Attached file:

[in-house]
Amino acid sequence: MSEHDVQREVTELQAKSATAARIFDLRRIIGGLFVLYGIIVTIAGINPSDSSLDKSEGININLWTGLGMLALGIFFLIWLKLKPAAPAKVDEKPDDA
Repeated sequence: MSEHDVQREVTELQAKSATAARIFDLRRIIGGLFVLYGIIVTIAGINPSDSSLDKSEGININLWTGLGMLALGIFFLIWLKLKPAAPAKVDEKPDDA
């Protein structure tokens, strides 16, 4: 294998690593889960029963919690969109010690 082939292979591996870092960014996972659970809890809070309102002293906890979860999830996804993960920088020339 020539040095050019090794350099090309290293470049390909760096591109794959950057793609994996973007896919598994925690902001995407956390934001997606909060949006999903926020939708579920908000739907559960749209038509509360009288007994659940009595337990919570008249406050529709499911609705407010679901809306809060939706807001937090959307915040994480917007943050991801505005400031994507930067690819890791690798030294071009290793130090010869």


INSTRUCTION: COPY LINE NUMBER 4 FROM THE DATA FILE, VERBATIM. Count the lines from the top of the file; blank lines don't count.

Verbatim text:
């Protein structure tokens, strides 16, 4: 294998690593889960029963919690969109010690 082939292979591996870092960014996972659970809890809070309102002293906890979860999830996804993960920088020339 020539040095050019090794350099090309290293470049390909760096591109794959950057793609994996973007896919598994925690902001995407956390934001997606909060949006999903926020939708579920908000739907559960749209038509509360009288007994659940009595337990919570008249406050529709499911609705407010679901809306809060939706807001937090959307915040994480917007943050991801505005400031994507930067690819890791690798030294071009290793130090010869």